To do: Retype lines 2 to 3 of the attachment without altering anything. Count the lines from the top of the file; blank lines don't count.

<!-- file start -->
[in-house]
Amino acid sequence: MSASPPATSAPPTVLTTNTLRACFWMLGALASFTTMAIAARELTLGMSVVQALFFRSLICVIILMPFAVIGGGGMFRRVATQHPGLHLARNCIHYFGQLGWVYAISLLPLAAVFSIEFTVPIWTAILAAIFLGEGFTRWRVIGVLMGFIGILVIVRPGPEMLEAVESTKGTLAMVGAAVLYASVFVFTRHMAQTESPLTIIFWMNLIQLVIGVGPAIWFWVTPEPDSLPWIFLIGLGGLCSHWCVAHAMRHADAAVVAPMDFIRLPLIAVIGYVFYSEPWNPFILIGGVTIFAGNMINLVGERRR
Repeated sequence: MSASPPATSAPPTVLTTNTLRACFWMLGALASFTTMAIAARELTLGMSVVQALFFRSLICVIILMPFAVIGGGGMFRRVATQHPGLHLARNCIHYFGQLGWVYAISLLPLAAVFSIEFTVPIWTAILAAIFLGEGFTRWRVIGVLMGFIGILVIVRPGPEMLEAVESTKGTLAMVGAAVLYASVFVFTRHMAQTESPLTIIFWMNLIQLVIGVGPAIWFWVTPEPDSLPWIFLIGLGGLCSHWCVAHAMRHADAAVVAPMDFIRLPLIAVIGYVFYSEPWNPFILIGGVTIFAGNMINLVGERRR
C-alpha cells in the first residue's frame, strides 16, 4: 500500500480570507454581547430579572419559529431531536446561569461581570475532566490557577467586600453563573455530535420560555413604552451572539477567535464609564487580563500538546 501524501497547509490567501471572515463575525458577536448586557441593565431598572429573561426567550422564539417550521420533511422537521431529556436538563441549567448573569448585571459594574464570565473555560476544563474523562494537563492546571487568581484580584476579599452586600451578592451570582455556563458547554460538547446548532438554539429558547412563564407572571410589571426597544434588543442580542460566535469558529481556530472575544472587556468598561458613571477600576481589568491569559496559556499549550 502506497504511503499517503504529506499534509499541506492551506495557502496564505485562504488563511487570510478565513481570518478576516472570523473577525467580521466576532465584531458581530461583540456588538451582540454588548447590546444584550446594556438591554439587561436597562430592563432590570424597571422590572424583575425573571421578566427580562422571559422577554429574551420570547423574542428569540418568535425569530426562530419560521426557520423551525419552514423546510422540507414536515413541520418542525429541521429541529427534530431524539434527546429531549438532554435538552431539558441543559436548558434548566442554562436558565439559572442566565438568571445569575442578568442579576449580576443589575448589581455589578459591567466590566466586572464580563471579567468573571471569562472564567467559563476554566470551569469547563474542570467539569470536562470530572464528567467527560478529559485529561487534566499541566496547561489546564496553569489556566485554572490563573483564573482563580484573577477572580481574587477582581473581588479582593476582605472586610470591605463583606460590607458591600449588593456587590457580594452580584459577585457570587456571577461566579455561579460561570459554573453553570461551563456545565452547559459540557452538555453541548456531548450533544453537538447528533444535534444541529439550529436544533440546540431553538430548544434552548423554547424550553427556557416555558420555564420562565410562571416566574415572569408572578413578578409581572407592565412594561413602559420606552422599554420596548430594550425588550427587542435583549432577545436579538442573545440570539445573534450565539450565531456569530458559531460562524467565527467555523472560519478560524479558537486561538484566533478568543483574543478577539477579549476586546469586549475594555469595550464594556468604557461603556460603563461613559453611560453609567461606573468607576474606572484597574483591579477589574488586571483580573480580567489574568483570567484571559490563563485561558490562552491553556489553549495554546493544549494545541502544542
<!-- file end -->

Amino acid sequence: MSASPPATSAPPTVLTTNTLRACFWMLGALASFTTMAIAARELTLGMSVVQALFFRSLICVIILMPFAVIGGGGMFRRVATQHPGLHLARNCIHYFGQLGWVYAISLLPLAAVFSIEFTVPIWTAILAAIFLGEGFTRWRVIGVLMGFIGILVIVRPGPEMLEAVESTKGTLAMVGAAVLYASVFVFTRHMAQTESPLTIIFWMNLIQLVIGVGPAIWFWVTPEPDSLPWIFLIGLGGLCSHWCVAHAMRHADAAVVAPMDFIRLPLIAVIGYVFYSEPWNPFILIGGVTIFAGNMINLVGERRR
Repeated sequence: MSASPPATSAPPTVLTTNTLRACFWMLGALASFTTMAIAARELTLGMSVVQALFFRSLICVIILMPFAVIGGGGMFRRVATQHPGLHLARNCIHYFGQLGWVYAISLLPLAAVFSIEFTVPIWTAILAAIFLGEGFTRWRVIGVLMGFIGILVIVRPGPEMLEAVESTKGTLAMVGAAVLYASVFVFTRHMAQTESPLTIIFWMNLIQLVIGVGPAIWFWVTPEPDSLPWIFLIGLGGLCSHWCVAHAMRHADAAVVAPMDFIRLPLIAVIGYVFYSEPWNPFILIGGVTIFAGNMINLVGERRR